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Has corporate dress code become more lax
Much of the conversation has been sparked by the Virgin Group’s Richard Branson and his profuse dislike of the tie and his pursuit to have it removed.
“I’d encourage staff to wear any clothing they think will help them to work the most productively and enjoy their day. If that means shorts and a vest, then that’s fine, and not just in baking weather. The only exception should be places like airlines where it’s important to know who are passengers and who are crew,” the billionaire businessman wrote in one of his blog posts on the company’s website.
While all of this may be true – and in an ideal world, it could work – it’s not necessarily feasible in the conservative culture of corporate SA.
Pearl Motsilanyane, the Founding Director of corporate image consultancy firm Corpele, believes that “corporate wear is corporate wear is corporate wear” and that the notion that anyone can get away with looking any way they want, especially in a highly corporate environment, is not only misleading, but can also be detrimental to your future career.
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“People want to exercise their freedom and expression of their personalities. However, it’s important to understand the corporate world. It’s not all about self-expression and personal brand, but it’s also about the brand of the company,” says Motsilanyane.
Motsilanyane says that if one has visible tattoos “all over the show” then this will put your personal brand and the company’s brand in conflict. Rather, you should focus on finding a common and comfortable ground for mixing the two so that they work well together.
Dumi Gwebu, a fashion stylist and designer, agrees with Motsilanyane. While there has definitely been an evolution in corporate wear, the South African corporate space is still very conservative and traditional.
“At the moment, corporate wear has seen an amazing evolution in SA, but we’re still a very conservative country. Blacks and greys are still at the forefront especially in highly corporate environments,” he says.
In creative industries such as media and film, the dress code is not often restricted. These work environments are often more flexible as far as the dress code is concerned. Whether you chose to wear clothing that is formal or super casual makes no difference in terms of how they are viewed and how seriously their role is taken.
The spaces that Motsilanyane and Gwebu are referring to include places like law firms, accounting firms and financial institutions. Spaces that are still quite conservative and traditional in their approach to business, as well as the issue of dress codes.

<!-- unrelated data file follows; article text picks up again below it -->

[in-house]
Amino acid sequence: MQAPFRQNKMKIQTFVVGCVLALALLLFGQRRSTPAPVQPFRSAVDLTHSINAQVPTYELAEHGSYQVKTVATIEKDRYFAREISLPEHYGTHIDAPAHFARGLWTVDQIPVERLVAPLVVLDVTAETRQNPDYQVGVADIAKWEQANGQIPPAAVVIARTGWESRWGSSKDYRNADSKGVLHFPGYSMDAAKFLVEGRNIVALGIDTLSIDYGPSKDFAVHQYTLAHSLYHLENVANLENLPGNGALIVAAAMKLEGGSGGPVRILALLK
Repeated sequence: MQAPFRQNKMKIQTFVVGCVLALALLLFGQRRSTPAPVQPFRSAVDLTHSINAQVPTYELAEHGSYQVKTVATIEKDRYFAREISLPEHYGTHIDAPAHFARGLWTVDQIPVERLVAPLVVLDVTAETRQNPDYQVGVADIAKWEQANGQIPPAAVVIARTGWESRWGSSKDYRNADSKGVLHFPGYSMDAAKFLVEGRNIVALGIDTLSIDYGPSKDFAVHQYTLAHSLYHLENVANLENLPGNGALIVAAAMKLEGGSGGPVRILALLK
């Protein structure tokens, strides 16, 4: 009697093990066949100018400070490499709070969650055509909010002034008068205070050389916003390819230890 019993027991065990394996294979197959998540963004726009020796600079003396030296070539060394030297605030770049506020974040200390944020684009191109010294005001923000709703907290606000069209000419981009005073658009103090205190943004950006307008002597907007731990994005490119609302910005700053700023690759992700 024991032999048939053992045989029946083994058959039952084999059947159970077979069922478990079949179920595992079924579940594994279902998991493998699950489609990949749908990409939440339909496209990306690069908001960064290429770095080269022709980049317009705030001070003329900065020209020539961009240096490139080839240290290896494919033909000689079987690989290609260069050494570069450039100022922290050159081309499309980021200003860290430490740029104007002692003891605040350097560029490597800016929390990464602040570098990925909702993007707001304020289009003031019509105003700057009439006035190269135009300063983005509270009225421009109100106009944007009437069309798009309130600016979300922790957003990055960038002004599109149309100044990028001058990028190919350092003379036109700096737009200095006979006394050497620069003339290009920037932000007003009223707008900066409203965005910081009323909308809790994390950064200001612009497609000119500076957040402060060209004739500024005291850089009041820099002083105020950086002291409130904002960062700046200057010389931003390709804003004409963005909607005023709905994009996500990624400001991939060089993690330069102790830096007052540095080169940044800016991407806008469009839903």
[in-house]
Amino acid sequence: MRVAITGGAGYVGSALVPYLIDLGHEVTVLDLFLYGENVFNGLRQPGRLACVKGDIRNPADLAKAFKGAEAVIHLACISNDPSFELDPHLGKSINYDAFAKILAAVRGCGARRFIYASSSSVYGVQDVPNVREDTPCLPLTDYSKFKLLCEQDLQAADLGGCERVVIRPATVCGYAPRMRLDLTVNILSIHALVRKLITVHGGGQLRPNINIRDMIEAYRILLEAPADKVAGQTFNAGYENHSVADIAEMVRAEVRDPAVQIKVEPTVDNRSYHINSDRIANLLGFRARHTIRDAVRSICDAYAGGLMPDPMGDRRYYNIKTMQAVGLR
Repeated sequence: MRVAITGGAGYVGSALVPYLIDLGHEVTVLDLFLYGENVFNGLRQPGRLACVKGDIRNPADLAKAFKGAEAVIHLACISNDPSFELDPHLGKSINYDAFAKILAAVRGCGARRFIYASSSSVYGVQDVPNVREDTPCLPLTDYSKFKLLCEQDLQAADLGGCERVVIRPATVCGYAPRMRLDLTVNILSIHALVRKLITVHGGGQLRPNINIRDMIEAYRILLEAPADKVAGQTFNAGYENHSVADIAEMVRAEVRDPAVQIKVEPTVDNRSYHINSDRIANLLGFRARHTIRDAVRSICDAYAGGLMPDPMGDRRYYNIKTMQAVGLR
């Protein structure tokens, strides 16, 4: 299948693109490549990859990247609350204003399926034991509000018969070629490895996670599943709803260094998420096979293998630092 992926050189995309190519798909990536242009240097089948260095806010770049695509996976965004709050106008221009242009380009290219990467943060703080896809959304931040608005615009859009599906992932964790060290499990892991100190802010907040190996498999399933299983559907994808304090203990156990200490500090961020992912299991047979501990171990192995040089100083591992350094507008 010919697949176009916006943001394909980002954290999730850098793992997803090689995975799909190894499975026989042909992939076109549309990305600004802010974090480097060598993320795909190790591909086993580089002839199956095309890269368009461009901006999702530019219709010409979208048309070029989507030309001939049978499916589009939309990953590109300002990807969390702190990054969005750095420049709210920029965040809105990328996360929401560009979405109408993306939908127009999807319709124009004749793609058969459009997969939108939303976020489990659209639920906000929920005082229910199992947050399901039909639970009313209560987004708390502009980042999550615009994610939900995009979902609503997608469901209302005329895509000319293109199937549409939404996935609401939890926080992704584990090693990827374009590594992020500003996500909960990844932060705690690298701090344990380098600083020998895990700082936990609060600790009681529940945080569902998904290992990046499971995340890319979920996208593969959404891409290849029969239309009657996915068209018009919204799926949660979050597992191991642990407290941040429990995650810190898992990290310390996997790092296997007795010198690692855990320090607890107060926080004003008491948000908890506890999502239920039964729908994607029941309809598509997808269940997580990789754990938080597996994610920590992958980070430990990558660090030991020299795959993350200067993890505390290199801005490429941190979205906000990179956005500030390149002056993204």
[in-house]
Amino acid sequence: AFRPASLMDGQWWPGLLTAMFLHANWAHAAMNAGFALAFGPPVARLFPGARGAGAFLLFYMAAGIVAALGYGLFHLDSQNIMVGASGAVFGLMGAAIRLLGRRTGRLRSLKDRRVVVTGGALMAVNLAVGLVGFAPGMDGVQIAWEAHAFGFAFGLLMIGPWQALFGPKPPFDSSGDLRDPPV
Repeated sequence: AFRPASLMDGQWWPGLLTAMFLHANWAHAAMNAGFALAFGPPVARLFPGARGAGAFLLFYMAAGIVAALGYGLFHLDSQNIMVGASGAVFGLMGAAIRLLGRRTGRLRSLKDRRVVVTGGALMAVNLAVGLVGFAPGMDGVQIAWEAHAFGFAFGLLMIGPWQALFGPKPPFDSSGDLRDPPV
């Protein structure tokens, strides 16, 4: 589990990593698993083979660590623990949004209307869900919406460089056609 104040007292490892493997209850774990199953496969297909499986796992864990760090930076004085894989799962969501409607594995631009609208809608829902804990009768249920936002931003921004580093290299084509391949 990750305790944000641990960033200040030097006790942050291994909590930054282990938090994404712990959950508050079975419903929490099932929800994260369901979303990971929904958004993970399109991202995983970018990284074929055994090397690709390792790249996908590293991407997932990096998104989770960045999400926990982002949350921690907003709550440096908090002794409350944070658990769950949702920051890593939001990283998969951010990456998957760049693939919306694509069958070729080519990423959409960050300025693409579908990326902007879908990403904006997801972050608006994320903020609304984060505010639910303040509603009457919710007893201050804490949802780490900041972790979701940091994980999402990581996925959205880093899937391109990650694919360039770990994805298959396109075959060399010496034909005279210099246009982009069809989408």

Motsilanyane says the most important thing is to understand what your company stands for and to dress appropriately for that.
However, this doesn’t necessarily mean you have to stick to black pants, black blazer and a white shirt staple. You can still experiment with colours, shapes and trends, but not to the point where it begins to lose it’s professional edge. As far as colour is concerned, it’s important to understand that colours communicate certain meanings and, depending on the message you want to communicate, it’s important to understand that colour that will either enhance or inhibit your message.
“As rigid and monotonous as corporate dress code can be, there’s always space to push the envelope a bit and reflect a bit of your own personality. Look at the series Suits for example. The characters are the perfect example of keeping it corporate, but with an edge,” Gwebu says.
According to Motsilanyane, a lot of her corporate clients complain that they struggle to find professional individuals to represent their companies’ brands. Also, she points out that during the developmental phase when individuals have worked at a company for a couple of years and are due for a promotion, they are sometimes overlooked because of how they present themselves.
The message is quite clear: before you flaunt your tattoo, reveal a bit of cleavage or shorten your skirt, suss out the environment you’re in, understand the company you’re working for and find a balance between your personal brand and that of the company – so that you don’t lose yourself completely, but still maintain a professional and acceptable image.
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